Once underway, Russia’s “special military operation” immediately brought to mind all the most inhumane atrocities human beings have committed against other human beings. Mainstream media groaned about how nothing like it had been seen on the European continent since World War II. For me, the specific tools and strategy involved to carry out the slaughter were less significant than the intent to commit it.
(If you missed part 1 of this essay and wish to read it please click here.)
In how many forms over how many centuries have we seen the same barbaric inclination manifest with heartbreaking blood-drenched results? Ukrainians in particular will recall: there was once a neighboring country near the Black Sea called Circassia, but it no longer exists because Russia did to it (1830s-1870s) exactly what Russia is attempting to do to Ukraine at this historic 2022 moment.
They will remember in particular the Ukraine famine of 1932-1933 which ended the lives of almost 4 million people. They cannot forget the take-over of Crimea in 2014. When considering these things, it becomes easier to understand why they have opted overwhelmingly to die in battle rather than exist in a repressive autocracy proclaiming itself a democracy.
Some Useful Lessons
For humanity as a whole, it remains difficult to understand why we insist on duplicating the ignorance of the past instead of building upon whatever wisdom might be gleaned from it. If the enslavement of Africans and the eventual rejection of their chains had not been enough, then some kind of useful lessons should have been learned from: the Holocaust (1941-1945, approx. 11 million killed, including Jews, Jehovah’s Witnesses, Romas, Gays, and others); the Cambodian “Killing Fields” Genocide (17 April 1975- January 1979, nearly 2 million killed); and the Rwandan Genocide (7 April to 15 July 1994, approx. 800,000 killed).
From 2 to 6 million is a number often cited when calculating Black lives lost during the Transatlantic Slave Trade. Nobel laureate Toni Morrison put the figure at 60 million. The number of Black lives lost during the process of capturing Africans combined with that of Blacks who died in slavery throughout the resulting diaspora may very well be incalculable. What is certain is the documented assumptions of members of one population deciding they possessed the right––some convinced themselves it was an obligation––to destroy the cultural integrity of another population.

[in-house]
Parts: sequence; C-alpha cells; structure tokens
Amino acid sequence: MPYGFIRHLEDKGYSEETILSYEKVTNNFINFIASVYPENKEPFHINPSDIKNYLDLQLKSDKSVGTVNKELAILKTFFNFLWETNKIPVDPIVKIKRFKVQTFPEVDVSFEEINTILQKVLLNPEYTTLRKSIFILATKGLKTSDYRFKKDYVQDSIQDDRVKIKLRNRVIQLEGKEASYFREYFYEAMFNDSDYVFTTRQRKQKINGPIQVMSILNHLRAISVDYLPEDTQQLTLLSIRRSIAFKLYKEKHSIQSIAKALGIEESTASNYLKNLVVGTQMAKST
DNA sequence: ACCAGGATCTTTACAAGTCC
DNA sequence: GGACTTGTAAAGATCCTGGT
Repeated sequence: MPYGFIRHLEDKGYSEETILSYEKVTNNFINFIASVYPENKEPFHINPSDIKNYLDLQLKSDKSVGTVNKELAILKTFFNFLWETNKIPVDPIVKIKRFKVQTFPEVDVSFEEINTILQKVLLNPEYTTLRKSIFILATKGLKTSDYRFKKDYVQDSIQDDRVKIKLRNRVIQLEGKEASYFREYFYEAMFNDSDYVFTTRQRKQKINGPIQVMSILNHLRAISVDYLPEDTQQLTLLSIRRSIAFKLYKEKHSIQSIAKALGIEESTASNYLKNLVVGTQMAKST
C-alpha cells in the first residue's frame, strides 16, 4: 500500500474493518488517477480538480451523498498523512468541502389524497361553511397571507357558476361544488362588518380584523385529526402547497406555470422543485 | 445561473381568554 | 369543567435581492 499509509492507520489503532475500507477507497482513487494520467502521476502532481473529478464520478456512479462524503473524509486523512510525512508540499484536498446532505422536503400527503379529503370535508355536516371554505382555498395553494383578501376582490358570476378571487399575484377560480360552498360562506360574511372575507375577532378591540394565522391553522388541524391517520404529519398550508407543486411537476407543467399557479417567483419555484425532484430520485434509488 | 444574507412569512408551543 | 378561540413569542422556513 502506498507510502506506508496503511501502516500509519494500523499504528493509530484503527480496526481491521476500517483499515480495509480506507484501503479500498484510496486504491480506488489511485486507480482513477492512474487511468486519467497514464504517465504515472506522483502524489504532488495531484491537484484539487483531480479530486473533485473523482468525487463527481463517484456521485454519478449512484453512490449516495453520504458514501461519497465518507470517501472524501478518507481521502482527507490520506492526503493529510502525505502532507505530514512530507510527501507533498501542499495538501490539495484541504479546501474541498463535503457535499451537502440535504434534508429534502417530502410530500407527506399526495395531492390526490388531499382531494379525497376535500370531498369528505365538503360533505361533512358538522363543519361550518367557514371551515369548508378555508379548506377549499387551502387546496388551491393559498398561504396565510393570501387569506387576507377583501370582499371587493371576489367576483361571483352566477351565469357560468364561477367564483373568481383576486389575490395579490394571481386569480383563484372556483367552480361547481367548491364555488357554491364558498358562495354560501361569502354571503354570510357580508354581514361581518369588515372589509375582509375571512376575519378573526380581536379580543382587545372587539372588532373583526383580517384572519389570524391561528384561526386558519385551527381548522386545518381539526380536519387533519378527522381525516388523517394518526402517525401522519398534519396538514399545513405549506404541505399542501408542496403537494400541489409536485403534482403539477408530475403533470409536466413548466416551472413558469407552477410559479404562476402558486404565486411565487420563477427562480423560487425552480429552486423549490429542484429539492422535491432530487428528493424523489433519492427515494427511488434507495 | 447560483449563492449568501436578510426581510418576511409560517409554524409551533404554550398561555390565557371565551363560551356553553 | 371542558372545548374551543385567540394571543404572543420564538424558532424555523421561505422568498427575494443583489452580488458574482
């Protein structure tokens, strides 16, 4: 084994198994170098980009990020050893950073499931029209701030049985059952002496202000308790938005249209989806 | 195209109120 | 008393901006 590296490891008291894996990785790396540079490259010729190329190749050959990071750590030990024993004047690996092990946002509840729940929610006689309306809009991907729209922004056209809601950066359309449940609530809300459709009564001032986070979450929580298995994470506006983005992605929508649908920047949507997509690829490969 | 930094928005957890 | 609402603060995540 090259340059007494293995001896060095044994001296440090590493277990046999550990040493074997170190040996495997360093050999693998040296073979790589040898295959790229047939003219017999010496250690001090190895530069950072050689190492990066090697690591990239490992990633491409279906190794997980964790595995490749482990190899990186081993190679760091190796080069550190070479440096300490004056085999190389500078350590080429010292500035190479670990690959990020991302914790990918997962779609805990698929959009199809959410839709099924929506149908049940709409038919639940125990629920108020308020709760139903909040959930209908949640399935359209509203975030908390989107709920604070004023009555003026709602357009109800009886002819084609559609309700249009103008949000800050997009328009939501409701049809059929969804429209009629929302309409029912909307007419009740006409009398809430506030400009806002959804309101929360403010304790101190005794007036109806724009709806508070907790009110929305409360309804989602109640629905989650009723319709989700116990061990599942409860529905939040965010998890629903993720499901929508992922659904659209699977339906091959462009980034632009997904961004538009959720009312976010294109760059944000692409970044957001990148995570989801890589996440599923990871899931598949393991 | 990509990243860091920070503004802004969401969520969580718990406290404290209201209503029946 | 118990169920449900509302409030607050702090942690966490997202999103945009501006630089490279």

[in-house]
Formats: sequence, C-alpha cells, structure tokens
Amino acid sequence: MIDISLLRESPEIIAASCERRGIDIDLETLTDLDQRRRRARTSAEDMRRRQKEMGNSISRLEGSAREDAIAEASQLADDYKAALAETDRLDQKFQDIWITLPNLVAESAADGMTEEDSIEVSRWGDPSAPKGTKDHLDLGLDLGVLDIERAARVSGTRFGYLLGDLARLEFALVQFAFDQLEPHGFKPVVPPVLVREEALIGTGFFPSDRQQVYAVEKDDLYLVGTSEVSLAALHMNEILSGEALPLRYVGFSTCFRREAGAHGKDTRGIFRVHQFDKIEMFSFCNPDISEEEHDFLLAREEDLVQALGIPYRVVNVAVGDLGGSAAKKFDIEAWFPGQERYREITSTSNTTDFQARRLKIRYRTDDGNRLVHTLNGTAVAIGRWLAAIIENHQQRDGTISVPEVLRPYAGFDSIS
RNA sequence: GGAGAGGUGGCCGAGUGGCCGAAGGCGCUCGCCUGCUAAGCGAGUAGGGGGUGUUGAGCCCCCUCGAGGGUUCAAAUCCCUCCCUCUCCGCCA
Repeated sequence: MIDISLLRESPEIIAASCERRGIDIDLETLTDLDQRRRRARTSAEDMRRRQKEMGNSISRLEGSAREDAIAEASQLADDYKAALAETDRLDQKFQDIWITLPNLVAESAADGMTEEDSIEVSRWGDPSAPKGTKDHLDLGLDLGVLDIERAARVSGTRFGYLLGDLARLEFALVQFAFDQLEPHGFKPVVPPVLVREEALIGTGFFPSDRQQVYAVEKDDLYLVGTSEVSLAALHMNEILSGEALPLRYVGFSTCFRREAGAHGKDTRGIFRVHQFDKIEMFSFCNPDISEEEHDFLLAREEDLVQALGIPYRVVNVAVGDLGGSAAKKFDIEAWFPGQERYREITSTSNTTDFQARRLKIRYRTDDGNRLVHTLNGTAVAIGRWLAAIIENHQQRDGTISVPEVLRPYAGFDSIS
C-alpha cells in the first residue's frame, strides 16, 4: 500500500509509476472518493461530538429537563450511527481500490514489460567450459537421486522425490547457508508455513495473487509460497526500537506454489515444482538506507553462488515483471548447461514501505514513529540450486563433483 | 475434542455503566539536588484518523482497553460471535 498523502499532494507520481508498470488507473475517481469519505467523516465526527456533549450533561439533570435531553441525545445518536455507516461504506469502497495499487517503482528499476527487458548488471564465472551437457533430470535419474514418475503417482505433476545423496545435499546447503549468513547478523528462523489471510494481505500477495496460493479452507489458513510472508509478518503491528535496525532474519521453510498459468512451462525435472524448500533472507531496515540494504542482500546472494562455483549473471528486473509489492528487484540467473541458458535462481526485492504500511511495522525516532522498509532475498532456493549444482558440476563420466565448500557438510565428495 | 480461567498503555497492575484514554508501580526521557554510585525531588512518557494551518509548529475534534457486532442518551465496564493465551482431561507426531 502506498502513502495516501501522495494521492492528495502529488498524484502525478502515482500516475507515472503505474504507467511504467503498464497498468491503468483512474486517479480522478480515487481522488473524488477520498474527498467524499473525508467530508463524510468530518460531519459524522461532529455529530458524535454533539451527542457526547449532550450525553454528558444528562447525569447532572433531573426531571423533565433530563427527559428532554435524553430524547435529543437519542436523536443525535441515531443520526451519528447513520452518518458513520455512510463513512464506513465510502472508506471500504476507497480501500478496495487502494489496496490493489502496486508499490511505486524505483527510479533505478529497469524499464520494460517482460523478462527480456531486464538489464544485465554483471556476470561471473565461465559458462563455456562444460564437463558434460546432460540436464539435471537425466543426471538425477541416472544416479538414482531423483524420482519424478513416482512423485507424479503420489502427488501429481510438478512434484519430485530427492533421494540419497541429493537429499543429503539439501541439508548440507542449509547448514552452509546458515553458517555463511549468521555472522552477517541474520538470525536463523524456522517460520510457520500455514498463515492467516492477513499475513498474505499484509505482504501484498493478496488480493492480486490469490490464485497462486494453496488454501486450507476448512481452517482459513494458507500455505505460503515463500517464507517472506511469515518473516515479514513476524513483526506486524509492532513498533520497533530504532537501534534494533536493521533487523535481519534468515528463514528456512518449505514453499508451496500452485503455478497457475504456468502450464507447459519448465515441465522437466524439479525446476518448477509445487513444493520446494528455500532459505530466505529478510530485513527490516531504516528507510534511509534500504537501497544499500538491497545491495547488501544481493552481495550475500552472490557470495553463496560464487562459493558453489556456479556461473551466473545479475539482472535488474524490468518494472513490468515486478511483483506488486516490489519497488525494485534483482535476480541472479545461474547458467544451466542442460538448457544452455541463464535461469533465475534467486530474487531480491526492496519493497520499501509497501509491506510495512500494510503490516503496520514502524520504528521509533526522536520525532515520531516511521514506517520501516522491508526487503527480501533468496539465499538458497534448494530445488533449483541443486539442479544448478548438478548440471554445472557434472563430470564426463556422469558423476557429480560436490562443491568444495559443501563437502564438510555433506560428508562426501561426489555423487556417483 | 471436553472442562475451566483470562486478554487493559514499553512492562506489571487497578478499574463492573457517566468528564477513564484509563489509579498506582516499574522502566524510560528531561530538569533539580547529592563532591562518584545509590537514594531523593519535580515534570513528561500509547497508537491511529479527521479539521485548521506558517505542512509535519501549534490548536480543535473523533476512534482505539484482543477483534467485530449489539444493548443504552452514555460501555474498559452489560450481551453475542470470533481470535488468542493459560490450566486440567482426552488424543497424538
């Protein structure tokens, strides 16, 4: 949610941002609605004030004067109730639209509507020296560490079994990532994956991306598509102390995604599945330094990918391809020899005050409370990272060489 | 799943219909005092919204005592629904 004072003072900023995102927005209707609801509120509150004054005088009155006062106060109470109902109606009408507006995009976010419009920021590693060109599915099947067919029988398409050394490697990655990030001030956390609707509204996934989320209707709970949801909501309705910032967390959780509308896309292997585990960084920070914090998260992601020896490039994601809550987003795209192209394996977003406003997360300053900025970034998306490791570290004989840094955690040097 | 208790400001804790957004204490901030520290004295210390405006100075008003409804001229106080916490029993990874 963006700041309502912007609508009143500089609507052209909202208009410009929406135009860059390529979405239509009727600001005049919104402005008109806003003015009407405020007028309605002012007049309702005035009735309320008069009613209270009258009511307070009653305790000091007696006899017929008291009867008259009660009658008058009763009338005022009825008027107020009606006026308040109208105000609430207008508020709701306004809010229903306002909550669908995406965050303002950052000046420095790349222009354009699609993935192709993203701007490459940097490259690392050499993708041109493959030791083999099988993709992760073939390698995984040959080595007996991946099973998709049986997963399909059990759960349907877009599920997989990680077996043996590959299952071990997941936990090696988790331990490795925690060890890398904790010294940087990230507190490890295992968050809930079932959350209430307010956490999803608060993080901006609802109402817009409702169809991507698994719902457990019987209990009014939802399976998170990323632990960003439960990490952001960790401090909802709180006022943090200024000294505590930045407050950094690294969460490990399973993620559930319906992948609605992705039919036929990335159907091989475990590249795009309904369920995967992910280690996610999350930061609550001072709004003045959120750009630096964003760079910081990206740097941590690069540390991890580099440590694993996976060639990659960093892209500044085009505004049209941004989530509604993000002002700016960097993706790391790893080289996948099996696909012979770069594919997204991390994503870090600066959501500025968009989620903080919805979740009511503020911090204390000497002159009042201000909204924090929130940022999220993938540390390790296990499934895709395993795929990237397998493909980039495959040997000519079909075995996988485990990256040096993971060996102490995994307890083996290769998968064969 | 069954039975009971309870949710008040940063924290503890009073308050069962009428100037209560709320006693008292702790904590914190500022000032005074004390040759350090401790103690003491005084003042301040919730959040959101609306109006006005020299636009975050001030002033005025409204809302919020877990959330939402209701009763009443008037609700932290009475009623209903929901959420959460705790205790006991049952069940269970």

‘A Large-scale and Treacherous War’
Whether Russia’s ceaseless bombing of Ukraine may be properly defined as genocide is something scholars and politicians might debate but which Ukrainians cannot. Virtually addressing Israeli lawmakers on March 20, 2022, Ukrainian President Volodymyr Zelenskyy pointed out:
“This is a large-scale and treacherous war aimed at destroying our people. Destroying our children, our families. Our state. Our cities. Our communities. Our culture. And everything that makes Ukrainians Ukrainians. Everything that Russian troops are now destroying. Deliberately. In front of the whole world.”
For me, now a month and a half later, it has been too much like watching the proverbial oversized bully flanked by two Goliaths even larger than he taking turns punching a solitary 99-pound book-wormish classmate. Except the bully came armed with tanks, warplanes, and long-range missiles, and the bullies’ victim was not a solitary school boy.
The victim is a sovereign democratic nation which at the beginning of the war, on February 24, 2022, had a population estimated at 44.1 million. At this point, a quarter of Ukraine’s population has been displaced, including more than 4 million refugees fled to other countries. Videos of atrocities committed in Mariupol, Bucha, Borodyanka, Irpin, and elsewhere have left the international community stunned with disbelief.
At least three times each year--when honoring his birth, acknowledging the pain of his assassination, and commemorating the 1963 March on Washington, DC––people across the globe invoke the teachings of Dr. Martin Luther King, Jr. on nonviolence and human rights. One of his most memorable pronouncements states: “Injustice anywhere is a threat to justice everywhere.”
Dr. King’s words clearly do not end with considerations of the social, political, or cultural battles undertaken by Black Americans and which have placed them among the foremost defenders of justice and democracy in the United States. The concept is easily applicable to the now famous blue and yellow shades of Ukraine’s enduring flag.
Who, watching the reduction of Ukraine’s beautiful citizens and cities to piles of corpses and rubble, can doubt they are witnessing injustice in its most malevolent form? What could be more unjust than a sustained concentrated effort to erase an entire people’s culture, history, and presence from the earth? A day will come soon enough when onlookers denouncing the onslaught will have to decide whether efforts to help stem the rushing streams of blood have been meaningful in any significant life-saving way, or if they merely constituted an unintentional form of further enabling orchestrators of the butchery in Ukraine.
Contemporary award-winning American author of classically-styled works in history, poetry, creative nonfiction, speculative fiction, and journalism.